Los Angeles is not the most obvious destination for romance.
A collection of disparate neighbourhoods linked by a network of gridlocked freeways, the city has long been synonymous with movies (‘The Business’) and characterised by its obsession with youth – and rejuvenation. Those ubiquitous LA images encompass the wealthy, gated enclaves of Bel Air and Beverly Hills, hotel infinity pools in which nobody swims and grandiose houses on pristine streets where nobody walks. From Marina Del Rey to Malibu, the beaches are beautiful, but they’re depicted as scenic outdoor gyms, where serious fitness enthusiasts gather for dawn workouts.
Los Angelinos (I count myself among them, having relocated to southern California from the UK more than two decades ago) have a different view.
To me, LA is romantic, exciting and diverse. Fellow immigrant Anthony Hopkins, who lives in Malibu, has often told me that LA fires his imagination: he loves the beaches, the hikes and the upbeat optimism of Californians; while Gwyneth Paltrow confided that she moved back from London to LA because it ‘feels like home’ – the light, the pomegranate trees, the healthy outdoor lifestyle and the great restaurants.
Thirty-two-year-old director Damien Chazelle of Whiplash fame is similarly enamoured. His affecting and exhilarating musical, La La Land, is a dazzling love letter to the city, a contemporary romantic tale infused with old-fashioned magical realism. Emma Stone plays Mia, an aspiring actress dealing with rejection and failed auditions. Her love interest: Sebastian – played by Ryan Gosling – a broke jazz pianist who dreams of opening his own jazz club. The title itself is telling: the dictionary definition of ‘La La Land’ is ‘a euphoric dreamlike mental state detached from the harsher realities of life’.
Credit: Anthony Samaniego
There’s nothing original about the plot of La La Land: two dreamers take an instant dislike to each other and after a series of false starts, fall in love. But the story is riveting and there’s a magnetic connection between the two leads: they previously showed a natural chemistry in the comedy Crazy, Stupid, Love and the drama Gangster Squad. Chazelle says Stone could relate to her character’s disappointing experience of LA ‘because she has so many heart-wrenching stories – some of which we incorporated into the movie – of bad auditions or rejection. Emma moved to LA with her own dreams at the age of 15 and just started auditioning,’ says the director. ‘She burst onto the scene so quickly that the general public didn’t see the work that went into that, but Emma was one of thousands of actresses who descend on LA…it’s just this insane crowd of people.’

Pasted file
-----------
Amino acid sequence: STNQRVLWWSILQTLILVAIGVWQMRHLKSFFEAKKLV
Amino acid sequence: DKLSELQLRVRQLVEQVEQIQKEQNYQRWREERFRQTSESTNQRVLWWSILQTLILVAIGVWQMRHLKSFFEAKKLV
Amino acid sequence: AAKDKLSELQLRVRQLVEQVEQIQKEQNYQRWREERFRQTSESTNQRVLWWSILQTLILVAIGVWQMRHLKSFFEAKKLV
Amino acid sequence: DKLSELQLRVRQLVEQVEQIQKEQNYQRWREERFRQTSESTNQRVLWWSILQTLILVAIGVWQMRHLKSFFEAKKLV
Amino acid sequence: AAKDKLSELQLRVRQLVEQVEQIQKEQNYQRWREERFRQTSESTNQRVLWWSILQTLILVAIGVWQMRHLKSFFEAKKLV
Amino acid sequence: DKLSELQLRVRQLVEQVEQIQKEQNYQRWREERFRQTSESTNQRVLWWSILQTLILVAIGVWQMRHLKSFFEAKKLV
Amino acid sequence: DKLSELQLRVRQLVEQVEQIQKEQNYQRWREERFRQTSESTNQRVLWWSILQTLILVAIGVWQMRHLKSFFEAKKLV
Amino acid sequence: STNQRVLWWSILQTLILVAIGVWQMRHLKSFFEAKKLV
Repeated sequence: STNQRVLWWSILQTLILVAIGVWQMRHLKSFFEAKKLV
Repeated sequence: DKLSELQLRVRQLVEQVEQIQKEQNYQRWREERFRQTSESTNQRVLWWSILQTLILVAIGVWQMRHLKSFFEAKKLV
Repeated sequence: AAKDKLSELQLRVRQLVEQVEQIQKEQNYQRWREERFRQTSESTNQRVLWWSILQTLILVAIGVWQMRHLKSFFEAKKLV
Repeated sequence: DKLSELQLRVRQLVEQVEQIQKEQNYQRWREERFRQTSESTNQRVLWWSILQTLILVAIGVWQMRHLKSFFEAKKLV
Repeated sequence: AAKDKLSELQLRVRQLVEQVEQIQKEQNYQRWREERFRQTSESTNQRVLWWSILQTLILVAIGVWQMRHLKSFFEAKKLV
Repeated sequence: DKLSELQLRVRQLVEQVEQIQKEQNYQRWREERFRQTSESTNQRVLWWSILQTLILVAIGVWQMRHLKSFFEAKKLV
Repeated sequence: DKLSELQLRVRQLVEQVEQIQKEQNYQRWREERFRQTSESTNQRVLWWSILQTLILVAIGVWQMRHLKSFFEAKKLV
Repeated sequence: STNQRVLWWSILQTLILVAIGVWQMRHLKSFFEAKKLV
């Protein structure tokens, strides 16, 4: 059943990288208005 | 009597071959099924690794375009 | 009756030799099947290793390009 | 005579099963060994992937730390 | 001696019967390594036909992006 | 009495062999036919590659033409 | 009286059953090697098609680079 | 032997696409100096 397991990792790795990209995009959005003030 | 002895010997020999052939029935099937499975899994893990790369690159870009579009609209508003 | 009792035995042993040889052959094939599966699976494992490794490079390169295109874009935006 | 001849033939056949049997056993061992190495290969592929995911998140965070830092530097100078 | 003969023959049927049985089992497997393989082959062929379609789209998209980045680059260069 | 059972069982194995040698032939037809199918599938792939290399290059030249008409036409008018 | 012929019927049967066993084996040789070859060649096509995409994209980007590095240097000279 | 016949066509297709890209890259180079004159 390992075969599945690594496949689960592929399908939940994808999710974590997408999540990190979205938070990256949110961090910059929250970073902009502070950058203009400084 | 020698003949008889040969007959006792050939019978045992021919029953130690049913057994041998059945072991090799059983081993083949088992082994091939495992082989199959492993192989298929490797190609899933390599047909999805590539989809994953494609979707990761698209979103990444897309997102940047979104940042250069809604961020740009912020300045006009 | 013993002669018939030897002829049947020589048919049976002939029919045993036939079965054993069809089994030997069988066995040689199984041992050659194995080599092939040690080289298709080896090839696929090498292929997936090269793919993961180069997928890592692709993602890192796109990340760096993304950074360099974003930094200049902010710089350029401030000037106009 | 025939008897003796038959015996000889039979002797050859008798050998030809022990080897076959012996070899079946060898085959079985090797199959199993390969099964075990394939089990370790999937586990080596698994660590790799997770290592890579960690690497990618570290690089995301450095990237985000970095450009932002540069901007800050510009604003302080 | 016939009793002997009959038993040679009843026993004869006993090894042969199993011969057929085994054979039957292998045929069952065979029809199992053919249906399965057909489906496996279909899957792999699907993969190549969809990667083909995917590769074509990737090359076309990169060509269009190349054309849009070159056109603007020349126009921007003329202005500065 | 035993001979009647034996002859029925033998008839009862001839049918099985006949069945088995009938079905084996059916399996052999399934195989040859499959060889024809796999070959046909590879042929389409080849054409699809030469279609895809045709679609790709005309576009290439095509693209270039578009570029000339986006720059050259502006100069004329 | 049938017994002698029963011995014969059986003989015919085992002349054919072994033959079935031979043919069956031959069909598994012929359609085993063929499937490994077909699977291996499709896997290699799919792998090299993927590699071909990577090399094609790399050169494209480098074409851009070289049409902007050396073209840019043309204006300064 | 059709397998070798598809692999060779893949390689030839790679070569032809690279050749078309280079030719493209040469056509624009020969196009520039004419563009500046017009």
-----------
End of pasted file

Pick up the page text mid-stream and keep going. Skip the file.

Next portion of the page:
Evoking Hollywood’s golden age, the film is devoid of hackneyed Californian landmarks – there isn’t a single shot of Venice Beach, the Walk of Fame or Grauman’s Chinese Theatre. We are immersed in the lives of the characters: in hole-in-the-wall jazz clubs, pool parties, a film studio coffee shop, their apartments. ‘The way the film mixes two people leading very hip, modern lives with all these iconic Hollywood locales is unique,’ says La La Land producer Marc Platt. ‘You get a feeling both of the romantic fantasy of the city and its grounding in real lives.’
‘You can look in one direction and feel you’re in 1940s Hollywood, and then turn your head and you’re in 2016,’ adds production designer David Wasco, noting that the film capitalises on the ‘timelessness inherent in the city itself.’
Damien Chazelle is hardly the first filmmaker to recognise the romance of Los Angeles. In 1991, Steve Martin wrote and starred in LA Story, a charming magical realist comedy about the experiences of a TV meteorologist. Before There Will Be Blood, Paul Thomas Anderson made a trilogy of films – Boogie Nights, Magnolia and Punch-Drunk Love – that were beautiful (and sometimes very eccentric) love letters to the San Fernando Valley. Doug Liman’s 1996 indie comedy Swingers showed LA as a cool, jazzy town filled with foolish romantics looking for love – and the perfect martini.